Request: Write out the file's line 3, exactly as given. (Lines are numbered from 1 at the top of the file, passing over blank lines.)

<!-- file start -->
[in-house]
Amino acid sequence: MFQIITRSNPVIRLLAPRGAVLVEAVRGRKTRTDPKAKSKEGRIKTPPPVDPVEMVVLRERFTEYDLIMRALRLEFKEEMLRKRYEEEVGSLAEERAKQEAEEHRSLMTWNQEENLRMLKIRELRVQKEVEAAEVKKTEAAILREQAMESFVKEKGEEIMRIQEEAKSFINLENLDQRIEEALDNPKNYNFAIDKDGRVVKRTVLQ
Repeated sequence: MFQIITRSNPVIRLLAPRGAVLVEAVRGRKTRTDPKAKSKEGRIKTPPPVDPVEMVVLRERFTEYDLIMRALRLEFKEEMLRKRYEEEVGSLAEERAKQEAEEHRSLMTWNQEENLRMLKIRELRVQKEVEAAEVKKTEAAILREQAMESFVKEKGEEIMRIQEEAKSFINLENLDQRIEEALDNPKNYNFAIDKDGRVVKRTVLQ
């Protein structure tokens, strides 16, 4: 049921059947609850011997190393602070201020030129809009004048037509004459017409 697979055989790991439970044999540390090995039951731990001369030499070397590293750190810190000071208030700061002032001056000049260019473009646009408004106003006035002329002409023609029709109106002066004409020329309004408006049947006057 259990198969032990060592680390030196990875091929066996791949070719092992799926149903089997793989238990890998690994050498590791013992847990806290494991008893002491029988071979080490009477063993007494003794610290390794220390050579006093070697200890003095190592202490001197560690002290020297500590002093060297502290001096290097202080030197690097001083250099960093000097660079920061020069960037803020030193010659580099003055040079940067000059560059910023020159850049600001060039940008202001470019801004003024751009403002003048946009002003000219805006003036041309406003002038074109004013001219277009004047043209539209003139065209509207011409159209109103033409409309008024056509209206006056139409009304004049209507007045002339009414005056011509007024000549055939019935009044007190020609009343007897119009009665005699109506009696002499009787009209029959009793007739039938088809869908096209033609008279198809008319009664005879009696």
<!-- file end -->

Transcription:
Repeated sequence: MFQIITRSNPVIRLLAPRGAVLVEAVRGRKTRTDPKAKSKEGRIKTPPPVDPVEMVVLRERFTEYDLIMRALRLEFKEEMLRKRYEEEVGSLAEERAKQEAEEHRSLMTWNQEENLRMLKIRELRVQKEVEAAEVKKTEAAILREQAMESFVKEKGEEIMRIQEEAKSFINLENLDQRIEEALDNPKNYNFAIDKDGRVVKRTVLQ